A hundred years ago, if you wanted to know what time it was, you had to make a significant investment–in a watch. Twenty years ago, Timex made it clear that if you merely wanted the time (not jewelry) it would be about $15. And five years ago, every kid with a cell phone got the time as a free bonus. And yet there are still watchmakers. Still Rolex and Patek and the rest. Some of them are having great years. Clearly, they don’t sell the time. They sell jewelry. Exclusivity. A souvenir.
This passage got me thinking again about how newspapers have failed to understand how people consume news. For ages newspapers were in the business of selling access to information through an ad supported platform. Your choices were simple: Television, radio, newspaper or magazine. Things were simple then and they worked well. Newspapers and magazines have always been a ‘perceived media’ whereas radio and television were ‘received media.’
When the internet became mainstream, it changed everything and the playing field was leveled. Passive consumers of media quickly became active publishers sharing blogs, photos and videos. They are now a part of the conversation and newspapers didn’t take notice of this.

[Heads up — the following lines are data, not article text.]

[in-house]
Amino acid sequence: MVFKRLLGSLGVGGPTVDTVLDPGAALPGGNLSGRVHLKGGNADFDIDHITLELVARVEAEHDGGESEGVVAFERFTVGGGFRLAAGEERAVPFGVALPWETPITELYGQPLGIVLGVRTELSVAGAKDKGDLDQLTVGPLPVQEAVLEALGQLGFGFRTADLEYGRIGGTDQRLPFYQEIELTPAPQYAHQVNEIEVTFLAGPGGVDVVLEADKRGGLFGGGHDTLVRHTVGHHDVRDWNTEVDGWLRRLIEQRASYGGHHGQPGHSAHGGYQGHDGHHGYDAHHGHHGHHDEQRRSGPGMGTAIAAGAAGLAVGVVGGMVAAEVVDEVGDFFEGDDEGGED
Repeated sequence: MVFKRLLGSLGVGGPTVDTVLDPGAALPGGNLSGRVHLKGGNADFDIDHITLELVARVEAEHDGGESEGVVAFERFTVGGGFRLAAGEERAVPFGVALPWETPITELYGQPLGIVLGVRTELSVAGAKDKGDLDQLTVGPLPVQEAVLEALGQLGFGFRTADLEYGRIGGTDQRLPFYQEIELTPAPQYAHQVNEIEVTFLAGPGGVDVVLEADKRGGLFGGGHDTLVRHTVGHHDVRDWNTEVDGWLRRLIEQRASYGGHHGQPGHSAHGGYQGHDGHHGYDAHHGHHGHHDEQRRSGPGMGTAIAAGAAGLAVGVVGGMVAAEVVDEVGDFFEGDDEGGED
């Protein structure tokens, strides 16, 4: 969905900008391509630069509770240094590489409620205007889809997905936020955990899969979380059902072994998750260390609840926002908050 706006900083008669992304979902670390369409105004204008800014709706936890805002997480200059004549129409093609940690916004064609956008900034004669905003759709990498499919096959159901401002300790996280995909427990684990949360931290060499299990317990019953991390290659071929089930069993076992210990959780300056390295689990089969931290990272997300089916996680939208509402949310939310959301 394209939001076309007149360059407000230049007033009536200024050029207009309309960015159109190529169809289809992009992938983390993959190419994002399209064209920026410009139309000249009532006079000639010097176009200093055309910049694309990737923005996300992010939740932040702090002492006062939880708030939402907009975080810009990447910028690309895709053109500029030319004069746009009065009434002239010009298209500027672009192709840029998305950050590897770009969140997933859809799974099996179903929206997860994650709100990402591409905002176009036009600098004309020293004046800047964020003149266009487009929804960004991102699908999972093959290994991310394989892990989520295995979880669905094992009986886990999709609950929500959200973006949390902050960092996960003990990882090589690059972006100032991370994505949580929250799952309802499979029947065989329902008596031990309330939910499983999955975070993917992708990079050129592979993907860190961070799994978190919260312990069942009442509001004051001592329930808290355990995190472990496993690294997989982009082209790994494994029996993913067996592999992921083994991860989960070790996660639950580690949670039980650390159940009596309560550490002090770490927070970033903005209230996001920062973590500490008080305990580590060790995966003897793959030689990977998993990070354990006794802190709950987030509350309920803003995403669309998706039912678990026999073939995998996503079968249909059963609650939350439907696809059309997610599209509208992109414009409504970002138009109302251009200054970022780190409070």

In the day and age of everyone being a publisher or aggregator, what are newspapers selling? What’s their exclusivity?
The news organization of tomorrow won’t sell access to information as an exclusivity. News organizations of tomorrow won’t have to sell souvenir front page editions or highlight videos of your child playing football. No, the news organization of tomorrow will have to understand the balance between what news readers consume and how they consume it.
The news organizations of tomorrow will understand that it will take a massive about of data-mining that mixes consumption rates with location, devices and social reach that we haven’t thought of yet.
We live in an age when people buy water when they can get it from the tap for free; a time when growing a garden is cheaper than buying produce and eating out is more expensive than a home cooked meal. If this is the case, why are newspapers failing?